Sci Fi high on fantasy minis

Spielberg project, 'The Thing' among net's slate

NEW YORK — The Sci Fi Channel is negotiating with Steven Spielberg, DreamWorks TV and the creative team who produced the 20-hour miniseries “Taken,” a runaway success in December, for a fresh epic fantasy to run in 2004-05.

Untitled project, still in script development, would not be a sequel to “Taken,” Sci Fi Channel prexy Bonnie Hammer said Monday at an upfront presentation to reporters.

She declined to volunteer any further details about the content of Spielberg’s mini,but said the plan is for Sci Fi to commission 18 hours and schedule them in three separate six-episode bursts, one per quarter. “I look on it as a three-part franchise, similar to ‘Lord of the Rings’ and the ‘Harry Potter’ movies,” she said.

Hammer also disclosed two other big-ticket miniseries in development as part of a record commitment to original shows that will result in a doubling of Sci Fi’s programming budget through 2005. She wouldn’t discuss dollar figures, but the network could spend more than $200 million on both original and acquired programming in 2003.

These are the two minis:

  • “6 Days ‘Til Sunday” is a six-hour suspense thriller from Lions Gate Films about a man who discovers proof that foretells his grisly murder in six days. He has that much time to find out how to rewrite the future. Sci Fi will sked the mini over six consecutive nights. David Kirschner is executive producer.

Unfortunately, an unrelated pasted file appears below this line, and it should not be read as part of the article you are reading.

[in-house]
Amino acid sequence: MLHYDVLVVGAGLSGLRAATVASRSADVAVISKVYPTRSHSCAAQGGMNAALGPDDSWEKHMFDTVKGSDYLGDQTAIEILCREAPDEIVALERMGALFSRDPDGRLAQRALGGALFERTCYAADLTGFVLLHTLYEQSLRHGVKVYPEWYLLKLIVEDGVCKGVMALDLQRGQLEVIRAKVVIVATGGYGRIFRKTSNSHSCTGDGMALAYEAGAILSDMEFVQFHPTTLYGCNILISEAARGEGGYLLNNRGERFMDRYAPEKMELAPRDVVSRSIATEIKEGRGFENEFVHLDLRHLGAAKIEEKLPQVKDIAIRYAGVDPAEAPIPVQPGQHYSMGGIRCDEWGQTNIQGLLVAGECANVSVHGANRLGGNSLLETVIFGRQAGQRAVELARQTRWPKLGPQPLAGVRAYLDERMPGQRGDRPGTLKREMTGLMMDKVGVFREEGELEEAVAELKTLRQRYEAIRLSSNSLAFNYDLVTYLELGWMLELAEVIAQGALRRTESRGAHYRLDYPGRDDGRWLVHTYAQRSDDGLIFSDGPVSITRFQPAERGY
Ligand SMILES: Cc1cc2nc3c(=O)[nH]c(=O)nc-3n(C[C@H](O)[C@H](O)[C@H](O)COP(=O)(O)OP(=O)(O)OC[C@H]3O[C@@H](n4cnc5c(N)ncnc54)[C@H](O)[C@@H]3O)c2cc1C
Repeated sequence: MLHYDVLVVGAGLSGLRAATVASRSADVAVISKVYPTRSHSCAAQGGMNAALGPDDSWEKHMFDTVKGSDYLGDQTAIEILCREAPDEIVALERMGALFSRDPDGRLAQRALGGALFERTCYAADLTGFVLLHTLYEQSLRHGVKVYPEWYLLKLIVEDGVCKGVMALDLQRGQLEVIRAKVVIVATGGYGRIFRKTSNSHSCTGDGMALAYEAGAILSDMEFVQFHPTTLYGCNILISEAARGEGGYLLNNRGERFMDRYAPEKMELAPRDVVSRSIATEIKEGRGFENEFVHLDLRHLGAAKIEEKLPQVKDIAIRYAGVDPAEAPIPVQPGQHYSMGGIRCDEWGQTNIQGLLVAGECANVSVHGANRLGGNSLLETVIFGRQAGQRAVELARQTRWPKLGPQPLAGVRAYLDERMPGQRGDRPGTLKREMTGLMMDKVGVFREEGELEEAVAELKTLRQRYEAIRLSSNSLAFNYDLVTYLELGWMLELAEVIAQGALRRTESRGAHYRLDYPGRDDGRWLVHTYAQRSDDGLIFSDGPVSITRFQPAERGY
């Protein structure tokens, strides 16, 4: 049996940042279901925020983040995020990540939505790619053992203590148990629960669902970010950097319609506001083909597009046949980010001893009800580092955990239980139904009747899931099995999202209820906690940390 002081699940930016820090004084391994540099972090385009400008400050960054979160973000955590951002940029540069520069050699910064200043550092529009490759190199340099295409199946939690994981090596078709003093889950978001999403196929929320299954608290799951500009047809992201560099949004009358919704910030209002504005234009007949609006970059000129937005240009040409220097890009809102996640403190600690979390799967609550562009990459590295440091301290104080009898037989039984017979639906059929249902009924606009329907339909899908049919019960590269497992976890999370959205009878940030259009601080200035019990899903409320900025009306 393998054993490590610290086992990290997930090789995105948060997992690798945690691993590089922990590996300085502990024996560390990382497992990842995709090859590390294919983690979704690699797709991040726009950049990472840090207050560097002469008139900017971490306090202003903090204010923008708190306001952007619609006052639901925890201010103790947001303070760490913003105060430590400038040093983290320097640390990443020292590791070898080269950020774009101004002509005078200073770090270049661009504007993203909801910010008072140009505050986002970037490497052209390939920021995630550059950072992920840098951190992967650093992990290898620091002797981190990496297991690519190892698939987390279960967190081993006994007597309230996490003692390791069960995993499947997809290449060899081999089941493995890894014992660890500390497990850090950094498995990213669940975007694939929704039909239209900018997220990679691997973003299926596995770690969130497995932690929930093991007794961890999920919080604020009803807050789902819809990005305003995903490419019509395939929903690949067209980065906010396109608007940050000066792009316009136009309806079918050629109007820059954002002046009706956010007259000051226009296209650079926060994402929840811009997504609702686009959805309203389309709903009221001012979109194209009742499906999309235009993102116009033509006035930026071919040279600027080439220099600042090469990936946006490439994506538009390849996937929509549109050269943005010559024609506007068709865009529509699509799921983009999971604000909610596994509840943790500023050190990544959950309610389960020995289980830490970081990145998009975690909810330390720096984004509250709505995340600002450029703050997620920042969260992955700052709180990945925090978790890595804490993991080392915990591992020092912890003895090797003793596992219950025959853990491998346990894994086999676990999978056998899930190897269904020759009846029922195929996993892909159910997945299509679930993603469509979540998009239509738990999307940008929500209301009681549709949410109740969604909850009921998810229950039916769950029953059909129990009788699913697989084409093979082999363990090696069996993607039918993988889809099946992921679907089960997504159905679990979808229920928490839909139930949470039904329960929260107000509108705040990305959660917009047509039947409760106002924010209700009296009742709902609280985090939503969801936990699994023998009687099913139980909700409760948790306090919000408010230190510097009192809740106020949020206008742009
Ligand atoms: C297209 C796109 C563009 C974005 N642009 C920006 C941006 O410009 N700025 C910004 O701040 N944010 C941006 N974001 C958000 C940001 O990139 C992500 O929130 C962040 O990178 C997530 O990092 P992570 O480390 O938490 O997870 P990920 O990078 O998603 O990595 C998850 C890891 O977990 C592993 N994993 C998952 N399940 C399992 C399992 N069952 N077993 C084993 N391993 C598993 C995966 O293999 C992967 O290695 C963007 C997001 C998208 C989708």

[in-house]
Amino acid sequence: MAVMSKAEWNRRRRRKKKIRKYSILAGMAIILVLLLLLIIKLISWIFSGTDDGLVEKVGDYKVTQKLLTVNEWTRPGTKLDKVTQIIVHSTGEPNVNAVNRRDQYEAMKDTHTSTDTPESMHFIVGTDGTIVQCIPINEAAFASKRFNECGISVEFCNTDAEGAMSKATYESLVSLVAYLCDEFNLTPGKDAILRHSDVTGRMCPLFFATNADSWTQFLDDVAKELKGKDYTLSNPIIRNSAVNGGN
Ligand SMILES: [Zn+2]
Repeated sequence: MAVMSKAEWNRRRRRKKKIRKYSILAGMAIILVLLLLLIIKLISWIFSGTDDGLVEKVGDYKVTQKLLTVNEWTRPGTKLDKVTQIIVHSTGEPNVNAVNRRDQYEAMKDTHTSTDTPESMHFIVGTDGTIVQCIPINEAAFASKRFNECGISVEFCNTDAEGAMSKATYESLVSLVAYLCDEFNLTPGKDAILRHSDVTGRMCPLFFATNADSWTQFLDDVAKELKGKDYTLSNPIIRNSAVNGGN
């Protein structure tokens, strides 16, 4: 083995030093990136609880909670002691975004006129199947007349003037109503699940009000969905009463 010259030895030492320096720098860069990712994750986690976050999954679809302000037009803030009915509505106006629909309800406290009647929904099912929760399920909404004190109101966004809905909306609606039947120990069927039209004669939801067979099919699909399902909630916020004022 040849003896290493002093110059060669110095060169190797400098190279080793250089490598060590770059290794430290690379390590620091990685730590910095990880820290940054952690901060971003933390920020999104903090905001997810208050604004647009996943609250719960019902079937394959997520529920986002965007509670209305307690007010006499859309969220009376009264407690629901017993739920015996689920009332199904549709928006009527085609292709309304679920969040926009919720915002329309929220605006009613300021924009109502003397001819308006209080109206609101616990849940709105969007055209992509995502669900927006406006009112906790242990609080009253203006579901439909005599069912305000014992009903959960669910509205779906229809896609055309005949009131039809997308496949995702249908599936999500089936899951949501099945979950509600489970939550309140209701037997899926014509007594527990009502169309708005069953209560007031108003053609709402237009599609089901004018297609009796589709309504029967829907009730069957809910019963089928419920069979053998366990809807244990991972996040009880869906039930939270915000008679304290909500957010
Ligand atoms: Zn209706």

• “The Thing,” the second remake of “The Thing from Another World” (1951), concerns a group of American scientists isolated in an outpost in Antarctica and their battle with a human-like alien that has survived the crash of its spaceship. This four-hour version, adapted by Gary L. Goldman, will follow more closely the John Carpenter 1982 edition, which focused on elaborate f/x and the paranoia of shape-shifting creatures that can take over the mind and body of a human being.

Series development at Sci Fi announced for the first time at the upfront include the following:

  • “Dead Lawyers,” from DreamWorks TV, concerns attorneys who screwed clients during their working life and have to redeem themselves after death by coming back to earth and trying to help people unjustly convicted of a crime.

  • “The Divide,” from Lions Gate TV, follows an oddball trio of crimefighters made up of a psychic latenight DJ, his dead twin sister who offers advice from beyond the grave and a local coroner. Stan Brooks is exec producer.

  • “Legion” concerns a young man who sells his soul to the devil and has to do battle with the forces of evil to “free himself from eternal damnation.” Stephen Garrett and Jane Featherstone are exec producers; Whoopi Goldberg is a producer.

  • “Stargate: Atlantis” is a spinoff of the Sci Fi Channel’s biggest series hit, “Stargate: SG-1,” also produced by MGM TV.

Hammer said her bosses have signed off on Sci Fi’s elaborate programming plans because the network is harvesting the best ratings in its history, coming off another record-breaking primetime quarter — its second in a row. According to Sci Fi’s researchers, the net has increased its ratings in each of the last 11 months, a claim no other web, broadcast or cable, can make.

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